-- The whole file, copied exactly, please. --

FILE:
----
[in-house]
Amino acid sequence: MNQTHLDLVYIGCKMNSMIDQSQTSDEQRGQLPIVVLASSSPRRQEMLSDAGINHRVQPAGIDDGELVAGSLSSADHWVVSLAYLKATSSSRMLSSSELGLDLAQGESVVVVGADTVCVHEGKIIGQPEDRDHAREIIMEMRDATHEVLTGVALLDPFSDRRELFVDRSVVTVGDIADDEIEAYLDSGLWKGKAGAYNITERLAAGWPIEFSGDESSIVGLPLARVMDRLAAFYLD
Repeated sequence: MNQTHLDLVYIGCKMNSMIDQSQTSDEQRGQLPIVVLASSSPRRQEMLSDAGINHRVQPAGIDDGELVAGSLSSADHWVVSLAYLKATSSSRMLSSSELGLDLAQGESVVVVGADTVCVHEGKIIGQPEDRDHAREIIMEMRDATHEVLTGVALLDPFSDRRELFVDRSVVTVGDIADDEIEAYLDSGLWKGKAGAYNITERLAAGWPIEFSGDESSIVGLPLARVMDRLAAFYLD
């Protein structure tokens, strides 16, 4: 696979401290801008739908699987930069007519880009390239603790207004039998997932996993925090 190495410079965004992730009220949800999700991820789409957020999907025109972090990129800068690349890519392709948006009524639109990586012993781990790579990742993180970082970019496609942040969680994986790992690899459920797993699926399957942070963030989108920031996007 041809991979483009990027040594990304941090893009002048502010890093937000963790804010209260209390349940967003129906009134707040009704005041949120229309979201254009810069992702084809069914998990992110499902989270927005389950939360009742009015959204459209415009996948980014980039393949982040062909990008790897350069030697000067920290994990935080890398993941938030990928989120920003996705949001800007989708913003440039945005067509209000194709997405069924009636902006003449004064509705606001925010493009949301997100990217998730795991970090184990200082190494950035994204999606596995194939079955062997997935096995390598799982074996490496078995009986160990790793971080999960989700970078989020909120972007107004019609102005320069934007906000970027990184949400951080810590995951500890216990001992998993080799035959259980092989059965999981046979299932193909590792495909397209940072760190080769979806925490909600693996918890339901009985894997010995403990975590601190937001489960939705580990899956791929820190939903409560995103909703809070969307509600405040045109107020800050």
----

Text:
[in-house]
Amino acid sequence: MNQTHLDLVYIGCKMNSMIDQSQTSDEQRGQLPIVVLASSSPRRQEMLSDAGINHRVQPAGIDDGELVAGSLSSADHWVVSLAYLKATSSSRMLSSSELGLDLAQGESVVVVGADTVCVHEGKIIGQPEDRDHAREIIMEMRDATHEVLTGVALLDPFSDRRELFVDRSVVTVGDIADDEIEAYLDSGLWKGKAGAYNITERLAAGWPIEFSGDESSIVGLPLARVMDRLAAFYLD
Repeated sequence: MNQTHLDLVYIGCKMNSMIDQSQTSDEQRGQLPIVVLASSSPRRQEMLSDAGINHRVQPAGIDDGELVAGSLSSADHWVVSLAYLKATSSSRMLSSSELGLDLAQGESVVVVGADTVCVHEGKIIGQPEDRDHAREIIMEMRDATHEVLTGVALLDPFSDRRELFVDRSVVTVGDIADDEIEAYLDSGLWKGKAGAYNITERLAAGWPIEFSGDESSIVGLPLARVMDRLAAFYLD
């Protein structure tokens, strides 16, 4: 696979401290801008739908699987930069007519880009390239603790207004039998997932996993925090 190495410079965004992730009220949800999700991820789409957020999907025109972090990129800068690349890519392709948006009524639109990586012993781990790579990742993180970082970019496609942040969680994986790992690899459920797993699926399957942070963030989108920031996007 041809991979483009990027040594990304941090893009002048502010890093937000963790804010209260209390349940967003129906009134707040009704005041949120229309979201254009810069992702084809069914998990992110499902989270927005389950939360009742009015959204459209415009996948980014980039393949982040062909990008790897350069030697000067920290994990935080890398993941938030990928989120920003996705949001800007989708913003440039945005067509209000194709997405069924009636902006003449004064509705606001925010493009949301997100990217998730795991970090184990200082190494950035994204999606596995194939079955062997997935096995390598799982074996490496078995009986160990790793971080999960989700970078989020909120972007107004019609102005320069934007906000970027990184949400951080810590995951500890216990001992998993080799035959259980092989059965999981046979299932193909590792495909397209940072760190080769979806925490909600693996918890339901009985894997010995403990975590601190937001489960939705580990899956791929820190939903409560995103909703809070969307509600405040045109107020800050």